On Oct. 12, 2011, the administration at Miami’s Northwestern Senior High School got an anonymous tip through the the Miami-Dade County Police Department Gun Bounty Program that a student was carrying a firearm in his back pack.
A vice principal and two school cops took the student out of class and escorted him to a conference room. A cop searched the bag and produced a loaded semi-automatic handgun.
The student, referred to in court papers as K.P., was charged as a juvenile with carrying a concealed weapon, possession of a firearm on school grounds, and possession of a firearm by a minor. He moved to exclude the handgun from evidence, arguing that the search of his book bag violated his Fourth Amendment right to be free from unreasonable searches and seizures. The trial court denied the motion. Following a trial, the court withheld adjudication and imposed fifteen days in secure detention and one year of probation.
On Thursday, a divided appeals court rejected arguments that K.P.’s constitutional rights were.
In his appeal to the 3rd District Court of Appeal, the student argued that evidence of the gun should have been suppressed because of a violation of his Fourth Amendment right to be free of unreasonable searches and seizures. The argument focused heavily on the fact that an anonymous tip led to the search. But appeals-court Judge Thomas Logue, in a 2-1 decision, wrote Thursday that the search was reasonable in protecting students in a school.
“Admittedly, the tip at issue in this case may not be sufficient to have justified a stop and frisk of K.P. for weapons on a public street (much less an outright search of his book bag) because it may not contain sufficient indicia of reliability reflecting that K.P. was actually carrying a firearm,” wrote Logue, who was joined in the majority opinion by Chief Judge Frank Shepherd. “But the circumstances supported reasonable suspicion of wrongdoing in the context of preventing the threat of gun violence in a classroom.”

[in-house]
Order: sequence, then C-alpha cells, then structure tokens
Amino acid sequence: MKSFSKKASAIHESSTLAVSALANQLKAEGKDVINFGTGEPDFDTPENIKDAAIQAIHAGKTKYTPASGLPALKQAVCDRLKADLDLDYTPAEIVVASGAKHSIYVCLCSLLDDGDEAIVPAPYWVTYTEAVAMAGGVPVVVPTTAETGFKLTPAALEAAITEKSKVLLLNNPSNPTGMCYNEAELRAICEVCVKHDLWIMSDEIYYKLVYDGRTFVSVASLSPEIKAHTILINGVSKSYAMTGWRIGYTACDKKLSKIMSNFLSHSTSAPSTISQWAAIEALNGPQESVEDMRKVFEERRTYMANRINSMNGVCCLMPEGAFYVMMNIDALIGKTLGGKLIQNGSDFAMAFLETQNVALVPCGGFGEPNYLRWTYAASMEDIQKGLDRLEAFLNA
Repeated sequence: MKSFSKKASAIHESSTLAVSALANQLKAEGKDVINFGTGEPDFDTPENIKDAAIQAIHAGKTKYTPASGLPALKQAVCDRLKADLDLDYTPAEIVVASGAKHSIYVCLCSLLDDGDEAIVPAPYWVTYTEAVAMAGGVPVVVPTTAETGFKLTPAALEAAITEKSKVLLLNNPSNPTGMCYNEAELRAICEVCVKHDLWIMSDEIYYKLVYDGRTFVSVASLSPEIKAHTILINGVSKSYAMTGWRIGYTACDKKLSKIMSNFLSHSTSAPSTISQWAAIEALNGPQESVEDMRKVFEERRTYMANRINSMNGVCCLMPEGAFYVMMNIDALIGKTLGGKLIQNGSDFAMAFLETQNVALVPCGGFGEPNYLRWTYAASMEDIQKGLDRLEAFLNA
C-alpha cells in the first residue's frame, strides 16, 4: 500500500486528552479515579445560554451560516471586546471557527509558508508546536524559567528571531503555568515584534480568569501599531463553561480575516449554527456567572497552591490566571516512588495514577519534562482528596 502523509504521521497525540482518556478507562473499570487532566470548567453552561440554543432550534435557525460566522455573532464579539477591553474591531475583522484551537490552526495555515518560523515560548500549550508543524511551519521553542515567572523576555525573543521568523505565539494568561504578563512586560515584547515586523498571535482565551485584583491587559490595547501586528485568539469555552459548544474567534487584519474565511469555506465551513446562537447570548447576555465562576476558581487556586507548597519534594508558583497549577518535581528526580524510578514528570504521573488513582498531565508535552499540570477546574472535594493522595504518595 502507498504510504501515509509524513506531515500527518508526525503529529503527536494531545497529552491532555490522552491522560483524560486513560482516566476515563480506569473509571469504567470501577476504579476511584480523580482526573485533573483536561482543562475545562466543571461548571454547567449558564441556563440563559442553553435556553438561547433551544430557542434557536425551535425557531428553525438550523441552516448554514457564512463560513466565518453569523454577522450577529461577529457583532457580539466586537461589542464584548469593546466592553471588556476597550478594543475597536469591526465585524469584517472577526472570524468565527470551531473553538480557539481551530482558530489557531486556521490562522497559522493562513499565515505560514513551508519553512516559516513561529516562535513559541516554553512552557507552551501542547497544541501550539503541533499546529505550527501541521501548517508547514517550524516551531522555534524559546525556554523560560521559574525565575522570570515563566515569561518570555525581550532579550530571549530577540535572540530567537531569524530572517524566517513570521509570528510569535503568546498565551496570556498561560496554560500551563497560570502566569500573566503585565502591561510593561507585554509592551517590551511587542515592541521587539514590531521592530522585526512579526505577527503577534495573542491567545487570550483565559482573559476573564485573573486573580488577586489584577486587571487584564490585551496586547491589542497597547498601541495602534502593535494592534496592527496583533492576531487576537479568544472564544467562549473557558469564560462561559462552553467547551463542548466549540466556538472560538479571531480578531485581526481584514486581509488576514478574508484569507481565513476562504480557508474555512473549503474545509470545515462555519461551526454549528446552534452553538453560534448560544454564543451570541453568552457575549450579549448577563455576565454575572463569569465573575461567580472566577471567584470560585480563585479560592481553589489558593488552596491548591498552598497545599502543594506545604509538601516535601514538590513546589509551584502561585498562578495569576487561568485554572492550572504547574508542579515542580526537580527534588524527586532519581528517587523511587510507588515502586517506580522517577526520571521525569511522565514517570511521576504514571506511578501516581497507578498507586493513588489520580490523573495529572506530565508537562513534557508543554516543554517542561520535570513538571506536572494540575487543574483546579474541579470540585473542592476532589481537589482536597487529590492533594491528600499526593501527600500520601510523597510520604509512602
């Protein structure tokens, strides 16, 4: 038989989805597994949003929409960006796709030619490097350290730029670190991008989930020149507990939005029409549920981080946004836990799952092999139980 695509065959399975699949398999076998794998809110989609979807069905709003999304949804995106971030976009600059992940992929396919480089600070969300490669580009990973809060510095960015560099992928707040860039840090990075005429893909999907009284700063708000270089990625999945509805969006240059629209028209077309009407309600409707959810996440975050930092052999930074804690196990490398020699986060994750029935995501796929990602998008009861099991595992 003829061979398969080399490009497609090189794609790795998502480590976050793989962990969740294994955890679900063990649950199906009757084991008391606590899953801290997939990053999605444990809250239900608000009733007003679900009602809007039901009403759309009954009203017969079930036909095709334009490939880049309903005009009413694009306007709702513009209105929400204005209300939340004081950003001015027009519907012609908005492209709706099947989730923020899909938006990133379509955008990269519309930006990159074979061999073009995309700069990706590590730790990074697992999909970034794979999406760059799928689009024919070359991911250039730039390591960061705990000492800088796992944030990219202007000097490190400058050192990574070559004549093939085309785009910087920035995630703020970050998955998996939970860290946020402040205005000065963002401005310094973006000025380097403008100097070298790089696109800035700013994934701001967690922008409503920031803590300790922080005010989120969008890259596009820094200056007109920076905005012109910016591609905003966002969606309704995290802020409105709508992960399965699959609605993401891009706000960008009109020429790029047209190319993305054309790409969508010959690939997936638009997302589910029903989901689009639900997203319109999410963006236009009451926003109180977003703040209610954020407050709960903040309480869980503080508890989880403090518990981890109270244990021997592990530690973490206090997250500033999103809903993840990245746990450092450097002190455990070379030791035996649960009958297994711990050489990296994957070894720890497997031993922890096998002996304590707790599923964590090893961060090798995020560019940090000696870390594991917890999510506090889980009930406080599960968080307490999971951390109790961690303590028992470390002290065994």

The judge ruled along those lines even though he conceded that “Generally, a search based upon an anonymous tip withstands scrutiny under the Fourth Amendment only if the tip contains sufficient details and information that can be independently corroborated by the police to establish a level of reliability regarding the information in the tip.”
In other words, “A tip that does no more than accurately describe a suspect’s readily observable location and appearance on a public street is insufficient to pass Fourth Amendment muster because it fails to ‘show that the tipster has knowledge of concealed criminal activity.'”
Nevertheless, the judge ruled that the situation at school compelled a search.
Judge Linda Ann Wells, in a dissenting opinion, said the anonymous tip was not legally sufficient to justify searching the book bag, though it was enough justification to remove the student from class and question him and examine the outside of the bag. “Had such actions been taken and resulted in information or observations which would reasonably support a determination that K.P. either had been or was violating the law or school rules, then a search of K.P.’s backpack would have been justified from its inception,” Wells wrote. “Because none of this took place before K.P.’s backpack was searched, the warrantless search of K.P.’s backpack was not reasonable under the circumstances and K.P.’s motion to suppress should have been granted.”
–FlaglerLive and News Service of Florida